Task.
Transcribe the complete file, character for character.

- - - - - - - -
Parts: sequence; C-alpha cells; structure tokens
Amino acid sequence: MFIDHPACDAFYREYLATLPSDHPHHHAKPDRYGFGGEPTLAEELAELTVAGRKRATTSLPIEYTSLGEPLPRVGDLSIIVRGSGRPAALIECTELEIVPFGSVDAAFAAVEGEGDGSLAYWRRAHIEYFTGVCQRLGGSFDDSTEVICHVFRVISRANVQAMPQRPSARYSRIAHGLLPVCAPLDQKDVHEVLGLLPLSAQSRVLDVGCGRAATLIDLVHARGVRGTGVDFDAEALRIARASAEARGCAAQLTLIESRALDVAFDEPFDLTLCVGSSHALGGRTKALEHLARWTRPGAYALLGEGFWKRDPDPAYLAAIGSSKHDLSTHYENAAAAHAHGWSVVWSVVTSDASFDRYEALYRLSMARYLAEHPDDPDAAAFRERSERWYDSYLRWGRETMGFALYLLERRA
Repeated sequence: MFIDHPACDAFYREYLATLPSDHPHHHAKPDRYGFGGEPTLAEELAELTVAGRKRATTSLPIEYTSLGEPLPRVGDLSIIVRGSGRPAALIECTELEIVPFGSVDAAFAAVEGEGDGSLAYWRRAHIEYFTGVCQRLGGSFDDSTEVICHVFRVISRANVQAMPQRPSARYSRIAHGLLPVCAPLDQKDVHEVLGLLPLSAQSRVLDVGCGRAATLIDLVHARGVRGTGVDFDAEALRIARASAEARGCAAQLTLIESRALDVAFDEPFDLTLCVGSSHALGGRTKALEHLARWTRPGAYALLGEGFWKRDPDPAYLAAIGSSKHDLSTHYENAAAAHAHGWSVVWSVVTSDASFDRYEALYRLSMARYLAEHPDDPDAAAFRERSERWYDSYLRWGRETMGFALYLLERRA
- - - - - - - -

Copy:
Parts: sequence; C-alpha cells; structure tokens
Amino acid sequence: MFIDHPACDAFYREYLATLPSDHPHHHAKPDRYGFGGEPTLAEELAELTVAGRKRATTSLPIEYTSLGEPLPRVGDLSIIVRGSGRPAALIECTELEIVPFGSVDAAFAAVEGEGDGSLAYWRRAHIEYFTGVCQRLGGSFDDSTEVICHVFRVISRANVQAMPQRPSARYSRIAHGLLPVCAPLDQKDVHEVLGLLPLSAQSRVLDVGCGRAATLIDLVHARGVRGTGVDFDAEALRIARASAEARGCAAQLTLIESRALDVAFDEPFDLTLCVGSSHALGGRTKALEHLARWTRPGAYALLGEGFWKRDPDPAYLAAIGSSKHDLSTHYENAAAAHAHGWSVVWSVVTSDASFDRYEALYRLSMARYLAEHPDDPDAAAFRERSERWYDSYLRWGRETMGFALYLLERRA
Repeated sequence: MFIDHPACDAFYREYLATLPSDHPHHHAKPDRYGFGGEPTLAEELAELTVAGRKRATTSLPIEYTSLGEPLPRVGDLSIIVRGSGRPAALIECTELEIVPFGSVDAAFAAVEGEGDGSLAYWRRAHIEYFTGVCQRLGGSFDDSTEVICHVFRVISRANVQAMPQRPSARYSRIAHGLLPVCAPLDQKDVHEVLGLLPLSAQSRVLDVGCGRAATLIDLVHARGVRGTGVDFDAEALRIARASAEARGCAAQLTLIESRALDVAFDEPFDLTLCVGSSHALGGRTKALEHLARWTRPGAYALLGEGFWKRDPDPAYLAAIGSSKHDLSTHYENAAAAHAHGWSVVWSVVTSDASFDRYEALYRLSMARYLAEHPDDPDAAAFRERSERWYDSYLRWGRETMGFALYLLERRA